Despite going deeper into the bench in recent games and trading away two starters on Thursday, the company line continues to be that the Blazers will push for the postseason. As of this writing, Portland sits in 12th place in the Western Conference, 2.5 games out of the No. 8 seed. Buchanan said he "absolutely" hopes the Portland can make the playoffs.
"You want your team to compete every night," Buchanan said. "If we lay it on the line for the next 21 games, who knows what's going to happen. You have an injury to one of these teams ahead of you. You get hot for a 5-game stretch, [win] three, four, five in a row. You're right in the mix... We would never be about [tanking]. Kaleb isn't about that. Mr. Allen isn't about that. The perception that we want to tank the rest of the season is completely inaccurate. We owe it to our fans, teammates owe it to each other... Making the playoffs [would be] an accomplishment for where we're at right now."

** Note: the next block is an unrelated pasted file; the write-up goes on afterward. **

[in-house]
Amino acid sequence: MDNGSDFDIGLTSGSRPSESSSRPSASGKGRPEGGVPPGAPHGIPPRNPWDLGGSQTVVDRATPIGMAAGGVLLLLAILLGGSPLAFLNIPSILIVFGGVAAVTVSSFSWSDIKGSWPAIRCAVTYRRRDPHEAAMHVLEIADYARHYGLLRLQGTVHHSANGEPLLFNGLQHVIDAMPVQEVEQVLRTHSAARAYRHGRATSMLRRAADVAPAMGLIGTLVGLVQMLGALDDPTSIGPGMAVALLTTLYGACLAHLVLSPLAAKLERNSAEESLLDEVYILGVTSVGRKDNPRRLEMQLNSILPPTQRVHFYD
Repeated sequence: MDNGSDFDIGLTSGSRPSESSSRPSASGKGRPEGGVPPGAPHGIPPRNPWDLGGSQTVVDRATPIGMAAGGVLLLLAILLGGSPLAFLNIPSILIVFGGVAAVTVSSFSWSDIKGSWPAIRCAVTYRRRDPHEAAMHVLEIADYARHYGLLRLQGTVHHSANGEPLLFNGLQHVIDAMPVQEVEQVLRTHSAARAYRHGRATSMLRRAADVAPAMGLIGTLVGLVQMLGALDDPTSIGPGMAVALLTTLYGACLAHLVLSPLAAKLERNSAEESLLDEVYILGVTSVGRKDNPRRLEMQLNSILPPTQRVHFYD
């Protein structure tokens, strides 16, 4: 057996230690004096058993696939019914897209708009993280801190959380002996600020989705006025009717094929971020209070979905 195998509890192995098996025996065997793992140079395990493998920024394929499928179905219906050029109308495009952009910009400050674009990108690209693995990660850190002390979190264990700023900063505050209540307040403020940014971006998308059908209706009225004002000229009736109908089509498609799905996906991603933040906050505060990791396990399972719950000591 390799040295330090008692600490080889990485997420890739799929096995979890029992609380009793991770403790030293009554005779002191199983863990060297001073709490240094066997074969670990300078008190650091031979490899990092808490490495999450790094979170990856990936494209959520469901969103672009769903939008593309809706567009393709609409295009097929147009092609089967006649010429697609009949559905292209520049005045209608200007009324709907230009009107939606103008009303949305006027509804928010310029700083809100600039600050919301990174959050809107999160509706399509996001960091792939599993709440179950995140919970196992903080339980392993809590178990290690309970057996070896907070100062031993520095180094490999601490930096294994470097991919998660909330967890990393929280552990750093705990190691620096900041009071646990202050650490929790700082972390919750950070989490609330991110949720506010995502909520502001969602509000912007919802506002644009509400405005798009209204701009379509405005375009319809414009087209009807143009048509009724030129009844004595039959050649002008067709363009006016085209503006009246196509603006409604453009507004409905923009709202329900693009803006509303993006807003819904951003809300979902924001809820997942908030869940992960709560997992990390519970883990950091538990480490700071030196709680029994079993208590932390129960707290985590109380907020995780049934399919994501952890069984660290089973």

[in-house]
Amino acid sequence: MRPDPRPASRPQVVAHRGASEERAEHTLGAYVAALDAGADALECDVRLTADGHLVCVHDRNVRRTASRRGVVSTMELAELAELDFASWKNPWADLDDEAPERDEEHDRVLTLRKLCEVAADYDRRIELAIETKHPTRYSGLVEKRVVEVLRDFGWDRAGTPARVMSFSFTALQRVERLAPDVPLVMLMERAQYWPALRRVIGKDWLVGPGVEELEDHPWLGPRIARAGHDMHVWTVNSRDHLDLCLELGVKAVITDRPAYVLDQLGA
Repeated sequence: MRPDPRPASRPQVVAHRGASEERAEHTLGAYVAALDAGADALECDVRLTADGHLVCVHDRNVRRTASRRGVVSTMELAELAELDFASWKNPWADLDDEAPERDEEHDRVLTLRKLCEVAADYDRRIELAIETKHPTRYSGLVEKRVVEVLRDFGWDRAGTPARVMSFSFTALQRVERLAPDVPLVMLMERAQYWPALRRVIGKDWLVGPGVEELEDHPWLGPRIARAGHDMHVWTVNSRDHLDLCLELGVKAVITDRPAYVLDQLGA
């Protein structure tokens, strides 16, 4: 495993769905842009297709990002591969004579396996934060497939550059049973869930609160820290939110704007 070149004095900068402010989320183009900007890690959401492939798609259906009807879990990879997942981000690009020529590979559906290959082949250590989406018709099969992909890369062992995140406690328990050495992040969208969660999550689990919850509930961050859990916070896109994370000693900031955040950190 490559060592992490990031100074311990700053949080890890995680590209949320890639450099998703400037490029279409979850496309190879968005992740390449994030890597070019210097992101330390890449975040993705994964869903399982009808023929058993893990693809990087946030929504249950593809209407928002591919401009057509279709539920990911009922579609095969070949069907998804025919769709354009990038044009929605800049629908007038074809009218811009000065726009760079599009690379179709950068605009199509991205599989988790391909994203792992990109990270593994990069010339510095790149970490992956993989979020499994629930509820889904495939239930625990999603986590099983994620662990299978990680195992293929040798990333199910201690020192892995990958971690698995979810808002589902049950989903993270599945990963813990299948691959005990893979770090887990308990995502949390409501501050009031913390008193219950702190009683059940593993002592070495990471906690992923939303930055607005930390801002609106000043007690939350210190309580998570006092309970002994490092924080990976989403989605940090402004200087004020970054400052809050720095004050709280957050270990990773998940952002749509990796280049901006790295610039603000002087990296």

Still, Buchanan is never more excited these days than when he is talking about the upcoming NBA Draft. He beamed on Thursday when describing the first round pick acquired from the New Jersey Nets in the Gerald Wallace trade, he spent part of last week scouting the SEC tournament, he attended the NCAA tournament at the Rose Garden on Saturday with the team's salary gap specialist Joe Cronin, and he said on Monday that his attention is now fully on draft preparation.
"Right now, we're going to focus on the Draft. We have the potential to have one very high draft pick and depending on where we went up, [our pick] could be just outside the lottery or in the lottery as well."
New Jersey's pick is top-3 protected in 2012, top-2 protected in 2013, top-1 protected in 2014 and unprotected after that. Buchanan said that Basketball Analytics Manager Ben Falk constructed a chart to determine the odds -- based on the ping pong balls -- of the pick transferring this year, a chart that aided the negotiations with New Jersey.